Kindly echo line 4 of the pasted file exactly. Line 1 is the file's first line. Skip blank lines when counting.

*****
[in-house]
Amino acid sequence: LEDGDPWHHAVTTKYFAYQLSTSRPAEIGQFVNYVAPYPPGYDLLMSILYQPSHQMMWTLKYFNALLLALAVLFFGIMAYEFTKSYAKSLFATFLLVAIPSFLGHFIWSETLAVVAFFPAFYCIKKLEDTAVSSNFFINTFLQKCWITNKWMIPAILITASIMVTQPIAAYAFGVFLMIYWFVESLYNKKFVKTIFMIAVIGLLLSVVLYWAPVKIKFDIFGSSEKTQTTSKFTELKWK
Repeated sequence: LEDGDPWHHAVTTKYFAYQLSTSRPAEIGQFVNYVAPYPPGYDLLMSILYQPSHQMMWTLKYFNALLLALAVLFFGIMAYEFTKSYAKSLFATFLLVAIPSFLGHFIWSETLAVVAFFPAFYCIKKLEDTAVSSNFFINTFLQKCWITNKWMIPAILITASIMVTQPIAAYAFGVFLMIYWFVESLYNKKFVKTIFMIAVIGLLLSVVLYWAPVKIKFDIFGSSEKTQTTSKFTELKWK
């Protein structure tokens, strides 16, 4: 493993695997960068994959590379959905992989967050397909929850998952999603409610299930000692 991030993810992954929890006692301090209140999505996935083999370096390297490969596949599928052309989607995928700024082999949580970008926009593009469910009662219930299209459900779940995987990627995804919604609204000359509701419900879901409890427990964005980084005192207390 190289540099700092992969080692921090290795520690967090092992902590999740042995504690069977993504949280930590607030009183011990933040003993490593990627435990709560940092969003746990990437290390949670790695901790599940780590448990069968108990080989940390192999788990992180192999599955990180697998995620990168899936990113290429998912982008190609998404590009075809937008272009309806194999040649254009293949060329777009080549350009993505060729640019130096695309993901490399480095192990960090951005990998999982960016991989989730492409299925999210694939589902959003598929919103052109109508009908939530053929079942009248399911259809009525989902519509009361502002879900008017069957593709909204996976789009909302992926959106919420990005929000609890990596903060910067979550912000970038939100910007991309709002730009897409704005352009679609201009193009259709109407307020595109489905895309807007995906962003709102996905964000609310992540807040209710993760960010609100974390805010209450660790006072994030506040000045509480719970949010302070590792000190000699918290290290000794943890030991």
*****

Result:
């Protein structure tokens, strides 16, 4: 493993695997960068994959590379959905992989967050397909929850998952999603409610299930000692 991030993810992954929890006692301090209140999505996935083999370096390297490969596949599928052309989607995928700024082999949580970008926009593009469910009662219930299209459900779940995987990627995804919604609204000359509701419900879901409890427990964005980084005192207390 190289540099700092992969080692921090290795520690967090092992902590999740042995504690069977993504949280930590607030009183011990933040003993490593990627435990709560940092969003746990990437290390949670790695901790599940780590448990069968108990080989940390192999788990992180192999599955990180697998995620990168899936990113290429998912982008190609998404590009075809937008272009309806194999040649254009293949060329777009080549350009993505060729640019130096695309993901490399480095192990960090951005990998999982960016991989989730492409299925999210694939589902959003598929919103052109109508009908939530053929079942009248399911259809009525989902519509009361502002879900008017069957593709909204996976789009909302992926959106919420990005929000609890990596903060910067979550912000970038939100910007991309709002730009897409704005352009679609201009193009259709109407307020595109489905895309807007995906962003709102996905964000609310992540807040209710993760960010609100974390805010209450660790006072994030506040000045509480719970949010302070590792000190000699918290290290000794943890030991």